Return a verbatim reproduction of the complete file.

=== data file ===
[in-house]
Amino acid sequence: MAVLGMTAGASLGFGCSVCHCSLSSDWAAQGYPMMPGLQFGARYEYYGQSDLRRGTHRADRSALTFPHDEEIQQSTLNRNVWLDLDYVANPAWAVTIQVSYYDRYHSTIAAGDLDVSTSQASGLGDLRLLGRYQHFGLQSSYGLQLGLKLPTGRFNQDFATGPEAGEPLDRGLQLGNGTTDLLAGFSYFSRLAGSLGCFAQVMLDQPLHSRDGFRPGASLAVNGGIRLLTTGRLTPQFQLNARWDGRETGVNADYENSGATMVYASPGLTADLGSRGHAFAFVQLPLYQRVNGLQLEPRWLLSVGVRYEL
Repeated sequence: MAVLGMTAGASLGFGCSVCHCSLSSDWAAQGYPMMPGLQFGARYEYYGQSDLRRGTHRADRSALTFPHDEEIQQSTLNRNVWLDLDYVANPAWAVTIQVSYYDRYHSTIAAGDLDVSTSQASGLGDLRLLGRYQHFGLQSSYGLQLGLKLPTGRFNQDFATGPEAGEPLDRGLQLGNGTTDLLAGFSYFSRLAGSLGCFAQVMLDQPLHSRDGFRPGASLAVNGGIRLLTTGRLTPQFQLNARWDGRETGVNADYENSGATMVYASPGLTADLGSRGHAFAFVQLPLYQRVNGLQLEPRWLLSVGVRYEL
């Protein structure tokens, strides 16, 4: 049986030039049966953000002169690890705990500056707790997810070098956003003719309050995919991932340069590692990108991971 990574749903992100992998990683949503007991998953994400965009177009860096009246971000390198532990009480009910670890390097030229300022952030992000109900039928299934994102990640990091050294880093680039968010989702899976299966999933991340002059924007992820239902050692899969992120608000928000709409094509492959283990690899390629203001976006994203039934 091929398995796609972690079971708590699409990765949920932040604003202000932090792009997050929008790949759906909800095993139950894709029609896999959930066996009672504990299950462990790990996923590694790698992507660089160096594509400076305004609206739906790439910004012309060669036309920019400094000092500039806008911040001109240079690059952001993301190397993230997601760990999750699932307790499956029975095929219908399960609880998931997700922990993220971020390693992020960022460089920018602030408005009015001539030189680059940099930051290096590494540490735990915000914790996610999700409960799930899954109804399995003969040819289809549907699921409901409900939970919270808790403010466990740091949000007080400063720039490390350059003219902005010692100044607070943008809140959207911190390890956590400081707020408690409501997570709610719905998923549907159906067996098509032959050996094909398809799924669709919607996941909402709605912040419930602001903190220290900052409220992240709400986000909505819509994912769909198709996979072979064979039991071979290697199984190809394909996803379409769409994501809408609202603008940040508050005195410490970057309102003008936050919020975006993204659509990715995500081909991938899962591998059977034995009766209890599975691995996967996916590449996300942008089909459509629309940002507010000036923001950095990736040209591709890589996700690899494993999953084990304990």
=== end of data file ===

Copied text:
[in-house]
Amino acid sequence: MAVLGMTAGASLGFGCSVCHCSLSSDWAAQGYPMMPGLQFGARYEYYGQSDLRRGTHRADRSALTFPHDEEIQQSTLNRNVWLDLDYVANPAWAVTIQVSYYDRYHSTIAAGDLDVSTSQASGLGDLRLLGRYQHFGLQSSYGLQLGLKLPTGRFNQDFATGPEAGEPLDRGLQLGNGTTDLLAGFSYFSRLAGSLGCFAQVMLDQPLHSRDGFRPGASLAVNGGIRLLTTGRLTPQFQLNARWDGRETGVNADYENSGATMVYASPGLTADLGSRGHAFAFVQLPLYQRVNGLQLEPRWLLSVGVRYEL
Repeated sequence: MAVLGMTAGASLGFGCSVCHCSLSSDWAAQGYPMMPGLQFGARYEYYGQSDLRRGTHRADRSALTFPHDEEIQQSTLNRNVWLDLDYVANPAWAVTIQVSYYDRYHSTIAAGDLDVSTSQASGLGDLRLLGRYQHFGLQSSYGLQLGLKLPTGRFNQDFATGPEAGEPLDRGLQLGNGTTDLLAGFSYFSRLAGSLGCFAQVMLDQPLHSRDGFRPGASLAVNGGIRLLTTGRLTPQFQLNARWDGRETGVNADYENSGATMVYASPGLTADLGSRGHAFAFVQLPLYQRVNGLQLEPRWLLSVGVRYEL
């Protein structure tokens, strides 16, 4: 049986030039049966953000002169690890705990500056707790997810070098956003003719309050995919991932340069590692990108991971 990574749903992100992998990683949503007991998953994400965009177009860096009246971000390198532990009480009910670890390097030229300022952030992000109900039928299934994102990640990091050294880093680039968010989702899976299966999933991340002059924007992820239902050692899969992120608000928000709409094509492959283990690899390629203001976006994203039934 091929398995796609972690079971708590699409990765949920932040604003202000932090792009997050929008790949759906909800095993139950894709029609896999959930066996009672504990299950462990790990996923590694790698992507660089160096594509400076305004609206739906790439910004012309060669036309920019400094000092500039806008911040001109240079690059952001993301190397993230997601760990999750699932307790499956029975095929219908399960609880998931997700922990993220971020390693992020960022460089920018602030408005009015001539030189680059940099930051290096590494540490735990915000914790996610999700409960799930899954109804399995003969040819289809549907699921409901409900939970919270808790403010466990740091949000007080400063720039490390350059003219902005010692100044607070943008809140959207911190390890956590400081707020408690409501997570709610719905998923549907159906067996098509032959050996094909398809799924669709919607996941909402709605912040419930602001903190220290900052409220992240709400986000909505819509994912769909198709996979072979064979039991071979290697199984190809394909996803379409769409994501809408609202603008940040508050005195410490970057309102003008936050919020975006993204659509990715995500081909991938899962591998059977034995009766209890599975691995996967996916590449996300942008089909459509629309940002507010000036923001950095990736040209591709890589996700690899494993999953084990304990």